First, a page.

Summary

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Last Reviewed on June 19, 2019, by eNotes Editorial. Word Count: 355

The play subUrbia is concerned with a group of twenty-something people in the 1990s suburban United States. Playwright Eric Bogosian places the characters and action in the parking lot of a 7-Eleven store. The plot, while not very well developed, includes the return of one young man, Neil Moynihan, known as “Pony” to his hometown. In contrast, the other local residents mostly lack ambition or are currently at a standstill. Another contrast is presented between the young people and the 7-Eleven’s managers, who are Pakistani immigrants with conflicting attitudes toward the American Dream.

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Much of the play consists of dialogue of a sort that the characters probably have spoken to each other on many previous days. They reiterate their ostensible commitment to their dreams, such as escaping to the big city, becoming an artist, or attending college full time. This static, non-linear impression evokes Waiting for Godot or other Absurdist plays that lack definitive action. Here, however, the playwright also uses a central plot device, reminiscent of Friedrich Durenmatt’s The Visit, in which a successful ex-resident comes home temporarily and wreaks havoc. In Bogosian’s play, Pony is the only one of the former high-school friends who can be called a success. He has become a rock musician, and he arrives to give a concert. The others scoff at allegiance to their former classmate, which stops short of the prohibitively high ticket price.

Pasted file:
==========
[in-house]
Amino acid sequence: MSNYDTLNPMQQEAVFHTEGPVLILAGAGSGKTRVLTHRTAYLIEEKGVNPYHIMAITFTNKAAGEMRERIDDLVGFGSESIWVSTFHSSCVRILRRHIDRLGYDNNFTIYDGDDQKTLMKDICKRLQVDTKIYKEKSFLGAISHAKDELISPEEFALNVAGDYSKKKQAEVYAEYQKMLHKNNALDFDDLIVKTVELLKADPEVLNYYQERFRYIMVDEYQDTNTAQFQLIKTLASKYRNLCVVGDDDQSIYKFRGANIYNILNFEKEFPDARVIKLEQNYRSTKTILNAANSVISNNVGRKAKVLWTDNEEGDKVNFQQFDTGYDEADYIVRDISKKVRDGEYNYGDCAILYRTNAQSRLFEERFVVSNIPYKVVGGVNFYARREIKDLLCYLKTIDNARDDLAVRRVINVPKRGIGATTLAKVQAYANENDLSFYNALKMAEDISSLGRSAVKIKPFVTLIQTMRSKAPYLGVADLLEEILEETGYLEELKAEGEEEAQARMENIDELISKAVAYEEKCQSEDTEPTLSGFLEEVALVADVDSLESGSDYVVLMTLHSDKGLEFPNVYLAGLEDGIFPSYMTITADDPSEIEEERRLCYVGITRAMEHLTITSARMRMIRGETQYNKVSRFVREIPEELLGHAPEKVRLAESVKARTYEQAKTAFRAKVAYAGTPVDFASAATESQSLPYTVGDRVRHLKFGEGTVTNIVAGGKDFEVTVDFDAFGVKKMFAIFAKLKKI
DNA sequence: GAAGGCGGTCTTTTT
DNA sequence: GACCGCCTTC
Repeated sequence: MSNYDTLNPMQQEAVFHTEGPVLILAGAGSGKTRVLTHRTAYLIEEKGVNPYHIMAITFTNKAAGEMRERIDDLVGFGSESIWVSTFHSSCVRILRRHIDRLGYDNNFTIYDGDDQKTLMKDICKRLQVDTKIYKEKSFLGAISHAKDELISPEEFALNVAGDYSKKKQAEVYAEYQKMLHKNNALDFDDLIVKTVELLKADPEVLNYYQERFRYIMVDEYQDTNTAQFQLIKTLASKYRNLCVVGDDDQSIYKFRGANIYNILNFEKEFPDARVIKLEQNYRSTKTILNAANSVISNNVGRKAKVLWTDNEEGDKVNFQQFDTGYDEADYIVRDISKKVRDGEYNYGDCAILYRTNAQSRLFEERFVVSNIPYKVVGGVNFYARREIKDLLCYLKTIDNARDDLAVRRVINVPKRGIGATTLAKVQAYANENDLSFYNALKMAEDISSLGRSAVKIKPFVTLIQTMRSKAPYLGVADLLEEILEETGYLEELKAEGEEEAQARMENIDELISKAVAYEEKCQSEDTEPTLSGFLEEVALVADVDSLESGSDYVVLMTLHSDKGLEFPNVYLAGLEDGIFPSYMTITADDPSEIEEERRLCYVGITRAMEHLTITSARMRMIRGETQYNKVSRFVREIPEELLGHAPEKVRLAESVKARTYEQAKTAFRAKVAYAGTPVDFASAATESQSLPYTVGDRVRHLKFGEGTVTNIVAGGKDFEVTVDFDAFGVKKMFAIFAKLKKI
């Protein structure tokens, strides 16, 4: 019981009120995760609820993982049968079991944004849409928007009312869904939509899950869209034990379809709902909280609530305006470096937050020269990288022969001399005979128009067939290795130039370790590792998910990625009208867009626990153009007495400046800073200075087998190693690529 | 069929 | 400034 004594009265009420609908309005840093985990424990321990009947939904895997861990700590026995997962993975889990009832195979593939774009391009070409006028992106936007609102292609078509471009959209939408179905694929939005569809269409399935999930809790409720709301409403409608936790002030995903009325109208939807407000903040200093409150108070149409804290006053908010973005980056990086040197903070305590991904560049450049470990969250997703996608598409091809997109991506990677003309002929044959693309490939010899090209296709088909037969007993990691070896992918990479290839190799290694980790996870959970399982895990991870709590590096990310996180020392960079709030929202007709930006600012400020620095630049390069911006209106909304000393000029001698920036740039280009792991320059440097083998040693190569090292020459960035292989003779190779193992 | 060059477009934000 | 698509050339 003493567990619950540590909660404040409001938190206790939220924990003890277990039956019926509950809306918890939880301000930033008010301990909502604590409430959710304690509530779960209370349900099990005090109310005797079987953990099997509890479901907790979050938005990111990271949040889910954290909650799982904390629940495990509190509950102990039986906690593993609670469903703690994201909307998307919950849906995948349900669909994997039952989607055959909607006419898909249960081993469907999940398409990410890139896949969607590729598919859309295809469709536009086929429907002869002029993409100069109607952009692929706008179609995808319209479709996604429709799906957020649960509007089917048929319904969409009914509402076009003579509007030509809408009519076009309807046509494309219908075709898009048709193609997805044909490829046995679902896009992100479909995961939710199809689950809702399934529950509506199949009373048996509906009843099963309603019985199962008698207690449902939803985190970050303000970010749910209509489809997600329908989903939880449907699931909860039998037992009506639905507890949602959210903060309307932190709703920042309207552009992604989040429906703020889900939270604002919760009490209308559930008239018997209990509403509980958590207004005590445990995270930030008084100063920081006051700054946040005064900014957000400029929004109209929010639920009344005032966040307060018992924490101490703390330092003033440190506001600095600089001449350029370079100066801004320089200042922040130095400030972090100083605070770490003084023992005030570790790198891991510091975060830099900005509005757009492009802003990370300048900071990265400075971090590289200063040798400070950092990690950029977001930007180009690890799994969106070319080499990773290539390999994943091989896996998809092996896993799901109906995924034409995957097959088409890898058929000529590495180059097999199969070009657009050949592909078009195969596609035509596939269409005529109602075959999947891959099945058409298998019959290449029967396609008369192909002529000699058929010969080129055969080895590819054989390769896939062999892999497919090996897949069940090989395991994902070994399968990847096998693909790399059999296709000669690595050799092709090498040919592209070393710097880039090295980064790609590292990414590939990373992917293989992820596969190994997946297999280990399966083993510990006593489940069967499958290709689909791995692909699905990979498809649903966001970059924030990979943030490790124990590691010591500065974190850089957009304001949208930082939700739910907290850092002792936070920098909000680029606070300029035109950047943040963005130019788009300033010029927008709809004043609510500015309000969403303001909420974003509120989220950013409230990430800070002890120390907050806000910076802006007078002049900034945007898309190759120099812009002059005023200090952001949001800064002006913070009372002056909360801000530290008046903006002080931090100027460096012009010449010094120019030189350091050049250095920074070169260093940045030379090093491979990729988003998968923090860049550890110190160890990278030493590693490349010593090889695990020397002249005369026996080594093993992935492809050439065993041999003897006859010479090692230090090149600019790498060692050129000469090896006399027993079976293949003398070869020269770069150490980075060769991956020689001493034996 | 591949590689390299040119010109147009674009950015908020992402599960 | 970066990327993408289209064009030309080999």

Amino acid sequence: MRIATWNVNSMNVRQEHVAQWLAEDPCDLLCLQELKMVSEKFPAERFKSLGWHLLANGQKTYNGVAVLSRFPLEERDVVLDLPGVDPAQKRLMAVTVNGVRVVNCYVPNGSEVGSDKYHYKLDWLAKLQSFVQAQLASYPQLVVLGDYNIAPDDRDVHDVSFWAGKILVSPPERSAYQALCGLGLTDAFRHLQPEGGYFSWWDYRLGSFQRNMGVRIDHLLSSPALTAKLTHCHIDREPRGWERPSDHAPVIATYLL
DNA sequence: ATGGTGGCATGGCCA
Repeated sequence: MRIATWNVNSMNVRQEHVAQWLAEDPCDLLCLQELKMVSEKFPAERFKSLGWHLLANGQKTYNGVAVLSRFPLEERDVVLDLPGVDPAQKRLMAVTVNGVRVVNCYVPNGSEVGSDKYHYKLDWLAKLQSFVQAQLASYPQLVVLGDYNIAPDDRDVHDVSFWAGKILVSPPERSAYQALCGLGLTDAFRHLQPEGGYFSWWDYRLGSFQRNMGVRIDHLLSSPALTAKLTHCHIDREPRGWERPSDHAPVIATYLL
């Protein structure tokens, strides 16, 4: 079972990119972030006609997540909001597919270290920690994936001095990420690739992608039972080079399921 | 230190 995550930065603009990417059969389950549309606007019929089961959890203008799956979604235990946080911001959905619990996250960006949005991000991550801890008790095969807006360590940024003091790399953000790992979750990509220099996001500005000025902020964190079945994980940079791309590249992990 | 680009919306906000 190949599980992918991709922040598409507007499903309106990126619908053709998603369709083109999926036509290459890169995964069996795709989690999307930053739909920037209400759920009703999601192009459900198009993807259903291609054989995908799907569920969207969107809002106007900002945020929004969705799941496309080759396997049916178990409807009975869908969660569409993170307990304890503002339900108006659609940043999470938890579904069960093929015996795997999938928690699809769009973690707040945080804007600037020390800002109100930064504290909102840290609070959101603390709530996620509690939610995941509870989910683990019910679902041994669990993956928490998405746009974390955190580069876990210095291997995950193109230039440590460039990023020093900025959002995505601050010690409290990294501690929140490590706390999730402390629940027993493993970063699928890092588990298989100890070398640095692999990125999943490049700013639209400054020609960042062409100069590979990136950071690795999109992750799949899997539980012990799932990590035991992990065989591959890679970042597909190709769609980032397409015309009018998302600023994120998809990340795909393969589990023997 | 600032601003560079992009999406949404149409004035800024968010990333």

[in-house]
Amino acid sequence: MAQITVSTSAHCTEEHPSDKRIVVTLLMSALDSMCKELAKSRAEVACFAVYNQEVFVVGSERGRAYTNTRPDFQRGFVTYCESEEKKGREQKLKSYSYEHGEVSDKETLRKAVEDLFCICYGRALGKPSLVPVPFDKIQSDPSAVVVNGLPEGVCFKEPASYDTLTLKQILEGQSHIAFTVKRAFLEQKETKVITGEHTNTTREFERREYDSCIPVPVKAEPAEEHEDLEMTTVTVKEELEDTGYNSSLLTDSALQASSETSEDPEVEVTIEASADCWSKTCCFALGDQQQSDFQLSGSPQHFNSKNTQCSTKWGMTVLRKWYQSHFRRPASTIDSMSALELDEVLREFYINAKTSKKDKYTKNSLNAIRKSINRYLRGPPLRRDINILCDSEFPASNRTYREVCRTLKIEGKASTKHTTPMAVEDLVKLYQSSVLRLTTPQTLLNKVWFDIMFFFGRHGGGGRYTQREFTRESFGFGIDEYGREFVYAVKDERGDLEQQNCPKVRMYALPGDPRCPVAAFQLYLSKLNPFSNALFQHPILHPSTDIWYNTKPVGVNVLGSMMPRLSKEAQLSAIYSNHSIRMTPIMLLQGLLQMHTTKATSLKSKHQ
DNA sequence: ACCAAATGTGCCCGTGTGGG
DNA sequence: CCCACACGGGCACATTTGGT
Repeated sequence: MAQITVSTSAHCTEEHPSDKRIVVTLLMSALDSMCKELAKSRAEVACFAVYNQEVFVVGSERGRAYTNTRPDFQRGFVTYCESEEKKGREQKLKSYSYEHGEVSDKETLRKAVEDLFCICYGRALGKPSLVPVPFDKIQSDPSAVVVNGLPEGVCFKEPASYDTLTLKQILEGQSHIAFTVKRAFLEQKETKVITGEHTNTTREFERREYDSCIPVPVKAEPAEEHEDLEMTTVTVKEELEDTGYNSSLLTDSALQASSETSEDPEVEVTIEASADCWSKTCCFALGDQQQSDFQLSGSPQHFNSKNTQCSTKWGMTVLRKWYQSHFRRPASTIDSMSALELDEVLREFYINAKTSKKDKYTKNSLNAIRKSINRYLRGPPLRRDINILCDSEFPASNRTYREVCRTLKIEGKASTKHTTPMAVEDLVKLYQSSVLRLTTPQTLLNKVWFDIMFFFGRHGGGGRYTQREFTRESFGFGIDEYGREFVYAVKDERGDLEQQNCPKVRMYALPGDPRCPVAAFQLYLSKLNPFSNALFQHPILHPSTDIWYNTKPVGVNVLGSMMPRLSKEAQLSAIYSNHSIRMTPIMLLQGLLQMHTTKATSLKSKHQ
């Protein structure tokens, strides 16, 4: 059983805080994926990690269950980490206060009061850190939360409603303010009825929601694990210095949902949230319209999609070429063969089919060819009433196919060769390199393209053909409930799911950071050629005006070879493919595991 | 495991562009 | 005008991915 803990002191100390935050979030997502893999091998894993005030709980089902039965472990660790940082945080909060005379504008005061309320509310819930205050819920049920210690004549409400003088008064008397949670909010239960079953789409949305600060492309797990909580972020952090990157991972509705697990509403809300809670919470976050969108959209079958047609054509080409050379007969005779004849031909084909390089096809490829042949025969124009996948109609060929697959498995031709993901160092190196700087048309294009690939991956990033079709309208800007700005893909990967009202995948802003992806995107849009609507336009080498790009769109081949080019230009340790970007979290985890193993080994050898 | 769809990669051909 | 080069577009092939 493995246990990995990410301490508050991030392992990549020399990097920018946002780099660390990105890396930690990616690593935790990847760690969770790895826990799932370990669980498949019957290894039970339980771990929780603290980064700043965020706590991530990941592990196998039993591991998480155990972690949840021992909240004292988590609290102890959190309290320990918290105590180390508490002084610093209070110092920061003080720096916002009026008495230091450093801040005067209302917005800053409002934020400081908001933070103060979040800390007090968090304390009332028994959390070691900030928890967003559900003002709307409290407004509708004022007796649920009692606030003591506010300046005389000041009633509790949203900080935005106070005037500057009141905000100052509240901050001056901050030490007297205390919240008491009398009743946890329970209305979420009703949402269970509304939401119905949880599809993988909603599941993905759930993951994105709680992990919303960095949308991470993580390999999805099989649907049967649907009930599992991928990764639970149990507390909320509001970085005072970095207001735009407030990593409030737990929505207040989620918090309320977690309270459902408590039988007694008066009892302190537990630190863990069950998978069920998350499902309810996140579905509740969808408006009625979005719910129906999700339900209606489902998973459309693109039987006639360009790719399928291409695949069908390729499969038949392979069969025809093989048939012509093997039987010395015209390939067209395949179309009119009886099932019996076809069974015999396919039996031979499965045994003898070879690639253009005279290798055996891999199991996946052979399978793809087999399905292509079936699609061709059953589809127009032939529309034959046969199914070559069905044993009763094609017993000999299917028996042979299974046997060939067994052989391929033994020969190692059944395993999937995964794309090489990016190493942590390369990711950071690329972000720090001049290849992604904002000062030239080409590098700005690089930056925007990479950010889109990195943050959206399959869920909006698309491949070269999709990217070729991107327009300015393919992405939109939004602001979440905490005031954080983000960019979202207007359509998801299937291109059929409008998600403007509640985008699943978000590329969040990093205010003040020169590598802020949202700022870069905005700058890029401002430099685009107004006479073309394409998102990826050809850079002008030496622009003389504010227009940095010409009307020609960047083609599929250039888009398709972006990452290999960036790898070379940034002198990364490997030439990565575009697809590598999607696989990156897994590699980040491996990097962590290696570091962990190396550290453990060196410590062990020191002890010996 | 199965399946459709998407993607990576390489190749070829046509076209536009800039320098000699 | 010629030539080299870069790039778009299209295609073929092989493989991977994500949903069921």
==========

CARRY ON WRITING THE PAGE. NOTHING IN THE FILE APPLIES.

In his fancy black stretch limousine with Erica, his glamorous, female Californian publicist, Pony pulls up to the parking lot. Some of the characters decide to go in the limo with him to get Chinese take-out. During the ride, the drunken Buff vomits in the car. They return to add the containers to the growing mound of trash in the parking lot. Erica temporarily disappears, and the others suspect that Tim, a military veteran, has killed her. In reality, they had spent the night together in a motel; when she returns, she flirts with Buff. Tim is the one to locate an actual corpse, that of Bee Bee, who is found on the 7-Eleven roof dead from a drug overdose.

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Themes